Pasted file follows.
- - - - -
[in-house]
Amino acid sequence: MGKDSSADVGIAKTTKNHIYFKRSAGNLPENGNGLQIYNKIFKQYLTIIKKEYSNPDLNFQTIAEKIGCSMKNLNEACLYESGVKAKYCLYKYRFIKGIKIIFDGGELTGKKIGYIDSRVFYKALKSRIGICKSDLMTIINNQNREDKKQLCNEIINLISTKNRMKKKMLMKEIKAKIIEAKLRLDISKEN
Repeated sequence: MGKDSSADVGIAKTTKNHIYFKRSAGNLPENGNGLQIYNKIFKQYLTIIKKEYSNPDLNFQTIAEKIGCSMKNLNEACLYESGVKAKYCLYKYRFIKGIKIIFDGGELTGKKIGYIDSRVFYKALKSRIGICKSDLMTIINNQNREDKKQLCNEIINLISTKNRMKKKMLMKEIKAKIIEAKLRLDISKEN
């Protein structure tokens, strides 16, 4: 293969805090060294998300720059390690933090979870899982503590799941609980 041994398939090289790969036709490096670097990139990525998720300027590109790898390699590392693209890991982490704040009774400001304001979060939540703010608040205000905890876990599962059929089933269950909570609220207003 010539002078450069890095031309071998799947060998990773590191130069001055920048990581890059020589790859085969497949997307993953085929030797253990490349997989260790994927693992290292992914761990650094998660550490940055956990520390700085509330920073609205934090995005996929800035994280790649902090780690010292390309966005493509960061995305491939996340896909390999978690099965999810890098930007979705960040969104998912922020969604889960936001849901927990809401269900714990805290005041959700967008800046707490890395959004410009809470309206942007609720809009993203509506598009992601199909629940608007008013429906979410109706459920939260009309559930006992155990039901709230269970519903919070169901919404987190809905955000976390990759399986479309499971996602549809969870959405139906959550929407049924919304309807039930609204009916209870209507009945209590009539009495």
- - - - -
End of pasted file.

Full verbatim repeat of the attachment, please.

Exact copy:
[in-house]
Amino acid sequence: MGKDSSADVGIAKTTKNHIYFKRSAGNLPENGNGLQIYNKIFKQYLTIIKKEYSNPDLNFQTIAEKIGCSMKNLNEACLYESGVKAKYCLYKYRFIKGIKIIFDGGELTGKKIGYIDSRVFYKALKSRIGICKSDLMTIINNQNREDKKQLCNEIINLISTKNRMKKKMLMKEIKAKIIEAKLRLDISKEN
Repeated sequence: MGKDSSADVGIAKTTKNHIYFKRSAGNLPENGNGLQIYNKIFKQYLTIIKKEYSNPDLNFQTIAEKIGCSMKNLNEACLYESGVKAKYCLYKYRFIKGIKIIFDGGELTGKKIGYIDSRVFYKALKSRIGICKSDLMTIINNQNREDKKQLCNEIINLISTKNRMKKKMLMKEIKAKIIEAKLRLDISKEN
């Protein structure tokens, strides 16, 4: 293969805090060294998300720059390690933090979870899982503590799941609980 041994398939090289790969036709490096670097990139990525998720300027590109790898390699590392693209890991982490704040009774400001304001979060939540703010608040205000905890876990599962059929089933269950909570609220207003 010539002078450069890095031309071998799947060998990773590191130069001055920048990581890059020589790859085969497949997307993953085929030797253990490349997989260790994927693992290292992914761990650094998660550490940055956990520390700085509330920073609205934090995005996929800035994280790649902090780690010292390309966005493509960061995305491939996340896909390999978690099965999810890098930007979705960040969104998912922020969604889960936001849901927990809401269900714990805290005041959700967008800046707490890395959004410009809470309206942007609720809009993203509506598009992601199909629940608007008013429906979410109706459920939260009309559930006992155990039901709230269970519903919070169901919404987190809905955000976390990759399986479309499971996602549809969870959405139906959550929407049924919304309807039930609204009916209870209507009945209590009539009495």